File interactions in the Python programming language provide the user with the ability to store information that has been processed by the application so that it can be accessed later at any convenient time. The basic functions of this language make it fairly easy to create, write, and read data from files.
Creating and opening
To be able to work with a file in Python 3, you must first create it. This can be done with the standard means of the operating system by going to the desired directory and creating a new document with txt format. However, the same action is performed by using the open method of the Python programming language, to which you need to pass the file name and its processing mode as parameters. The following code shows how to get a variable file reference to a new document. If you run this program, it will create a text file test.txt in the folder where the source code is stored.
file = open("test.txt", "w") file.close()
If, however, a file named test.txt already exists in the code directory, the program will simply continue working with it without creating a new document. As you can see, the file name is the first parameter of the open method. It is immediately followed by a special letter that denotes the data processing method. In this case, “w” stands for write. For now, it is important to remember that after all manipulations on the file, it is imperative to close it using the close function in order to guarantee that no information is lost. In the previous example, to access the file we used a relative path, which does not contain exhaustive information about the location of the object on your hard drive. In order to set them, you should write an absolute path as the first argument of the open function. In this case the test.txt document will be located at the root directory of the D drive and not in the program folder.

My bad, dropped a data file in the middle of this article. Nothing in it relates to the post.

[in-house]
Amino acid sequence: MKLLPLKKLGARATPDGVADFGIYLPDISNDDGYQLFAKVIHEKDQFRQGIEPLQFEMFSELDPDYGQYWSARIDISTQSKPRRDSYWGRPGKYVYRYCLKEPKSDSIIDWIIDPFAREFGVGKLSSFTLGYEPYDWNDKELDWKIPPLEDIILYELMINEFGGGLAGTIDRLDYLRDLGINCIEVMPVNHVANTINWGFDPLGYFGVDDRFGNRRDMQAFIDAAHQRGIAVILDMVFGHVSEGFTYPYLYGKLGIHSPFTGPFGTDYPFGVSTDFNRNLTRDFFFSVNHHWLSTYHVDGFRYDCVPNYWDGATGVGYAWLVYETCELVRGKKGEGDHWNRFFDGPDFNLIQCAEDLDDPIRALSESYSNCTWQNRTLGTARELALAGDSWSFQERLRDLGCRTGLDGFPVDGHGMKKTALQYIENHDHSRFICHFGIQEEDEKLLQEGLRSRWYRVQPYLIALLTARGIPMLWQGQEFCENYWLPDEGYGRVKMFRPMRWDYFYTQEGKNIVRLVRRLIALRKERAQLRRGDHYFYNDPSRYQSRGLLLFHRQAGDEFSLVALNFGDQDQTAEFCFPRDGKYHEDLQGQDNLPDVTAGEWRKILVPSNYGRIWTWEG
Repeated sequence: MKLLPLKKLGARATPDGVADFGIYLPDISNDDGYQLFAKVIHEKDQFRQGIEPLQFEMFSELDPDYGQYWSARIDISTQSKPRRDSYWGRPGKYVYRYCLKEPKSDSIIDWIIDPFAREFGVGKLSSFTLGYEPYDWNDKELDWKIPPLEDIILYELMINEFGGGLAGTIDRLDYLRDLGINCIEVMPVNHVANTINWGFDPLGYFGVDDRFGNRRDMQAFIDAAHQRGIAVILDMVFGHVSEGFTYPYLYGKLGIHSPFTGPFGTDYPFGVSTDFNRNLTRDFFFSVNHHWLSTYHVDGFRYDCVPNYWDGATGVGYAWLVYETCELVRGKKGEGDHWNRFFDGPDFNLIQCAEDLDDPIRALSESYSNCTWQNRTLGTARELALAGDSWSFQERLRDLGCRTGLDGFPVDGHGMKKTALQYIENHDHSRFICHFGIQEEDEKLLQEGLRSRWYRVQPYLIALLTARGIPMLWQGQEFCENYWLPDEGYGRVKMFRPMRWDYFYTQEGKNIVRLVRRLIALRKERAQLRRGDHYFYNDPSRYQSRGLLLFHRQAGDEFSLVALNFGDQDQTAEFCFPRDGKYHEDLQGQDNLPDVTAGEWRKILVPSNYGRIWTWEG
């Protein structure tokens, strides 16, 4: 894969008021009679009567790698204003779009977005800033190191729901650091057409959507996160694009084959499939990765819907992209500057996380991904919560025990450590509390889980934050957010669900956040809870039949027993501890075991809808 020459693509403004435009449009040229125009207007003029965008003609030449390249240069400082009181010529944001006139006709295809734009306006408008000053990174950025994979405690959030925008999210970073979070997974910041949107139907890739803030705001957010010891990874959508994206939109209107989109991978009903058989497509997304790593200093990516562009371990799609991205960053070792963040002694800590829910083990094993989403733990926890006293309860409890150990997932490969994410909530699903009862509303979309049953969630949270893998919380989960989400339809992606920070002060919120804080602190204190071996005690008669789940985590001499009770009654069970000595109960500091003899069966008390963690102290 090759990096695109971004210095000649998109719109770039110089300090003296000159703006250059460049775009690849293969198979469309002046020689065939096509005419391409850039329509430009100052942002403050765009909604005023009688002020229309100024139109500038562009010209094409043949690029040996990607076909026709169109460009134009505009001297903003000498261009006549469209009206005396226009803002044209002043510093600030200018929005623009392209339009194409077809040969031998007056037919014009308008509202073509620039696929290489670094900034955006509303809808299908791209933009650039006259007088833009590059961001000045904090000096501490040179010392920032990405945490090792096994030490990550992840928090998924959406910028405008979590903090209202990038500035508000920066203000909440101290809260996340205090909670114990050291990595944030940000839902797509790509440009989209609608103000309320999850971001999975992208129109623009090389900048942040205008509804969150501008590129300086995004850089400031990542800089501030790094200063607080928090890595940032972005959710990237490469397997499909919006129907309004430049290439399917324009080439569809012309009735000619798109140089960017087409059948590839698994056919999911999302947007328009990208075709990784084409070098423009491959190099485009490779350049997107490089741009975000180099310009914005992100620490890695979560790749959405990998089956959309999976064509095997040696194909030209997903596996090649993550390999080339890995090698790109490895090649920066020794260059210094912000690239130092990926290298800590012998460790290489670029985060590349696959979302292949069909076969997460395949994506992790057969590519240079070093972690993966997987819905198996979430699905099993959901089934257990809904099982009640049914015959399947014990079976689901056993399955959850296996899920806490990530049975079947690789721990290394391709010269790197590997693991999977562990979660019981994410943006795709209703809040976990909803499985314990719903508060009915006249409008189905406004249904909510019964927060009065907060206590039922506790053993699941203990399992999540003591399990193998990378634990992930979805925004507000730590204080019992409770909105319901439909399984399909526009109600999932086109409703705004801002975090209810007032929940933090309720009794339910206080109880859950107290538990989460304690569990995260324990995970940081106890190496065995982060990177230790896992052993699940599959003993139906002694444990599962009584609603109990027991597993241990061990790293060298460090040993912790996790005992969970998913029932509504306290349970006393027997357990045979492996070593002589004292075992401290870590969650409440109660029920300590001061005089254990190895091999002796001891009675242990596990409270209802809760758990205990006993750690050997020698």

file = open(r "D:test.txt", "w") file.close()
The special characters that are used in Python when opening a file were mentioned earlier. They set the opening mode of the file. They tell the program exactly how to open it. They are all presented in the following table, which contains their signature and a short description of their purpose.
|“r”||read opening (default)|
|“w”||opening for writing, and if it does not exist on the specified path, a new one is created|
|“x”||opening for writing, but only if it does not already exist, otherwise an exception will be thrown|
|“a”||opening for an additional record, so that the information is added to the end of the document|
|“b”||opening in binary mode|
|“t”||opening in text mode (default)|
|“+”||opening for reading and writing simultaneously|
Using the second argument of the open method, you can combine different file modes by specifying, for example, “rb” to read written data in binary mode. Another example: The difference between “r+” and “w+” is that in the second case a new file will be created, if there is no such file. In the first case, however, an exception occurs. When using “r+” and “w+” the file will be opened for both reading and writing. Let’s see an example of exception handling when we are going to examine file reading.
The object returned by the open function contains a reference to an existing file. It also contains information about the created document represented in the form of four main fields. They are all described in the following table, which contains their names and values.
|name||returns the file name|
|mode||returns the mode in which the file was opened|
|closed||true if the file is closed and true if it is opened|
|softspace||returns true if no space character should be added separately when outputting data from the file|
To display the properties of a file, just use the access operator, i.e. a dot, and then pass this as a parameter to the already familiar print function. For example: